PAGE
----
What I didn’t do, as it can only be done for one part per original video on the iPhone, is much actual speed-ramping; the slo-mo feature lets you pick a start and stop point for slo-mo, but only one per video, so this is just consistently slo-mo.
Obviously when you’re not performing full speed, you have a couple valid options: Either speed it up or slow it down. If you try to speed it up to normal speed, you do need to be careful – if it’s not supposed to look distorted, the human eye spots things that don’t fit… you get into a sort of Uncanny Valley of time. Wibbly-wobbly, timey-wimey. Temporally-distorted footage (either sped up or slowed down) is easier to sell even if it’s a tad off.
Safety-wise, shooting slower lets you do two things different in a fight scene; contact hits and near-misses. Obviously a near-miss with a sword or something is much easier to do safety in slow-motion than at full speed. You just need to really sell both the effort of the attacker and the reaction of the avoider, because feeling easy and safe can sometimes read on the performer’s face and body, and that’s probably not the story we’re trying to tell.
Contact hits are a bit trickier. What we, the audience, want to see is displacement of flesh. We want to see one thing press into another, maybe produce some ripples even. The Sherlock Holmes example above is great for that.
There are two parts to a contact hit; the speed of initial impact, and the follow-through displacement, where you punch into or even through the target. Either one of these by itself won’t do much damage – one will make a sound but little effect, while the other will move you but not really hurt. When trying to do damage, you put them together… you don’t punch someone’s skin, you punch their internal organs, and you do it at speed.
Yes, as a stunt performer or stage combatant you can do contact hits at speed if you’re really good at managing penetration without looking like you’re pulling your hits (so it’s a shallow slapping impact more than a jarring displacement of internal organs and bone). Any follow-through has to be either not done or separated, so it’s a fast shallow hit followed by a push, rather than a fast hit that pushes through. It’s tricky to do both convincingly and safely.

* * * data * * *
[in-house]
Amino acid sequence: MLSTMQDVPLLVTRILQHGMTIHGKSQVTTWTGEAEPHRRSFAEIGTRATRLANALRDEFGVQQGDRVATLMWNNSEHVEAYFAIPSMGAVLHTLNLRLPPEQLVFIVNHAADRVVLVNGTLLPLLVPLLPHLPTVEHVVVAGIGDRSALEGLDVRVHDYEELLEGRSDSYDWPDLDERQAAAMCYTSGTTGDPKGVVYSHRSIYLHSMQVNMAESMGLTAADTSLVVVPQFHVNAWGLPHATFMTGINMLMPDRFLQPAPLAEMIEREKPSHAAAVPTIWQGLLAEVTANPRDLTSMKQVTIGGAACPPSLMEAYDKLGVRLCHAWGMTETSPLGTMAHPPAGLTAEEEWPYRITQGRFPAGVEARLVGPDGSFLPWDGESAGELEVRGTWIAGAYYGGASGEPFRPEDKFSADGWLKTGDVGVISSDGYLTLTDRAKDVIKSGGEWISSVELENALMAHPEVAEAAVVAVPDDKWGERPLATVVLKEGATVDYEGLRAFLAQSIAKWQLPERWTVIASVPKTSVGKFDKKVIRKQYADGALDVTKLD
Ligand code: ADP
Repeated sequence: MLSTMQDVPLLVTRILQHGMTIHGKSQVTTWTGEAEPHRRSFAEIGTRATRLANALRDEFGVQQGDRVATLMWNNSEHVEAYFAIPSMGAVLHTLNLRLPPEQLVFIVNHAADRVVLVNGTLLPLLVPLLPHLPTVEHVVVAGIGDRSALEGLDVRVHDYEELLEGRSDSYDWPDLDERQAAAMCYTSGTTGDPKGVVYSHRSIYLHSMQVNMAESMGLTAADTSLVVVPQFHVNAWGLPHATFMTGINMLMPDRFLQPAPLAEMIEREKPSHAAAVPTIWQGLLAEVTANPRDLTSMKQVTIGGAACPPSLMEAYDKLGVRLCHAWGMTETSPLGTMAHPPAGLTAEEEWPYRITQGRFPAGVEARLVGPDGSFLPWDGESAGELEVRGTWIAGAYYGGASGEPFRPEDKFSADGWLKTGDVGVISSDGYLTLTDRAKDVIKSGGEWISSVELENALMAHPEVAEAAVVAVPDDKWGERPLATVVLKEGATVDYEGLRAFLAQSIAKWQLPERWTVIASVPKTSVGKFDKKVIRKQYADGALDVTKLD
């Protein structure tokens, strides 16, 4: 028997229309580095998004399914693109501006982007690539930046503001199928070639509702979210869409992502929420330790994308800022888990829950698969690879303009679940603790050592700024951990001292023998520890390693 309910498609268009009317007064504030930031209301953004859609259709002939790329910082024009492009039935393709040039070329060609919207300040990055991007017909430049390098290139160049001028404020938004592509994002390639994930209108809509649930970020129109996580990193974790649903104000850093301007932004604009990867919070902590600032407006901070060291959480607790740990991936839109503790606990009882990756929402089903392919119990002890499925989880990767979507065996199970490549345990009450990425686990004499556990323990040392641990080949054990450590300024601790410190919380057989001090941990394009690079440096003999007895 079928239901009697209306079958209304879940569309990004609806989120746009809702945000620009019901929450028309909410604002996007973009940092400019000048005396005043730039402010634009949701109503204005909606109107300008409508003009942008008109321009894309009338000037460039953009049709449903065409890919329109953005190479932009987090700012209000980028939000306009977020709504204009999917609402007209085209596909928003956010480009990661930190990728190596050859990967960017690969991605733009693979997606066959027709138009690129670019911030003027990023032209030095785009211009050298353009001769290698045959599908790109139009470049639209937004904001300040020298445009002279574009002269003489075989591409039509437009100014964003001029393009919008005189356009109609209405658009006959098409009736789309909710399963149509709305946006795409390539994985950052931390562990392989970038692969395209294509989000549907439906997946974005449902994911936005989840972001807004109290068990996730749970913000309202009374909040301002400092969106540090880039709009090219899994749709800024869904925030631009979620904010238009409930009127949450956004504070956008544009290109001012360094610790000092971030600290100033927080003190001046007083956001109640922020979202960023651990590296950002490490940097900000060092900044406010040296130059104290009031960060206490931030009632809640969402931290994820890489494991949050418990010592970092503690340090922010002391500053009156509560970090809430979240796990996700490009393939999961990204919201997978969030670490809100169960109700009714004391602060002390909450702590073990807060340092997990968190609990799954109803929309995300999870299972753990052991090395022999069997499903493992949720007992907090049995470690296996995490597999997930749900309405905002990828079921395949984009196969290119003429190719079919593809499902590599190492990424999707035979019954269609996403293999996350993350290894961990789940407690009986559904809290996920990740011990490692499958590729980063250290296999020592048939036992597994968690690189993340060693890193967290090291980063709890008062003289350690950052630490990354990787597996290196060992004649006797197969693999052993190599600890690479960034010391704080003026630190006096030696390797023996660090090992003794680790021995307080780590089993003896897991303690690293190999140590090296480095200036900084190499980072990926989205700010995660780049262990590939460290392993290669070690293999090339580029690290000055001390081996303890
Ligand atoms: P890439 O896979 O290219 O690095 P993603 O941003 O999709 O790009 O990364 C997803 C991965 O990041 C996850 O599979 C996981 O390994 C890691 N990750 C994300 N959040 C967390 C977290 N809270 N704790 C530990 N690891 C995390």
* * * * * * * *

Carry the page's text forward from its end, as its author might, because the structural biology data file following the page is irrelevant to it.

Stuntman and SAFD CT Mike Yahn probably holds the prize for person who’s hit me the hardest without hurting, sadly not on set but just following a smart-ass comment I made outside a movie theatre where we’d seen something he worked on. It got the automatic “OW” reaction and a great sympathetic flinch from the others with us, but followed immediately by a realization of “Actually, that doesn’t hurt. Well done!” Then again, this is the friend who taught me the adage that in movie stunts, you need to hate your partner just 25% – enough you are willing to cause a little pain, but not so much you actually want to damage them. It’s a harder-edged version of Richard Ryan’s “be a good partner, not a nice partner”, which in generalized form I take into all my acting classes as well.
Slow down your performance and it becomes a bit easier to do (and take) contact hits, but different; You can’t put that pause between the two parts of the punch or it’ll show – instead, you just have to make sure you have a consistent speed, one that’s slow enough that it won’t really hurt, but no slower… and you really have to act it all. The ‘victim’ should be as relaxed as possible; as with all acting, we want to see you be effected by the actions of the other. Here’s a clip from when this topic came up during a film-fighting class at the UWYO Stage Combat Workshop last Spring – and no, the volunteer punching me wasn’t really acting it, but that wasn’t really the point. Again, this was a quickie iPhone video, both the shooting and the editing.
As you can see, he’s punching just hard enough to make a little ripple in the opposite cheek on impact, but slow enough it doesn’t actually hurt me at all. That’s what we want – although for a SAG stunt shoot, I’d probably tell him to go ahead and hit a bit faster and harder than I did for this volunteer workshop gig. I hadn’t realized before doing this that my habitual go-to reaction to a cross punch in stage combat would look like a strange duck-face in slo-mo. Might need to work on that.
Really, this post ought to exist in pure video podcast form I suppose. Some day, when I have more free time… I’d love to hear any of your experiences with slo-mo or speed ramping, or your questions.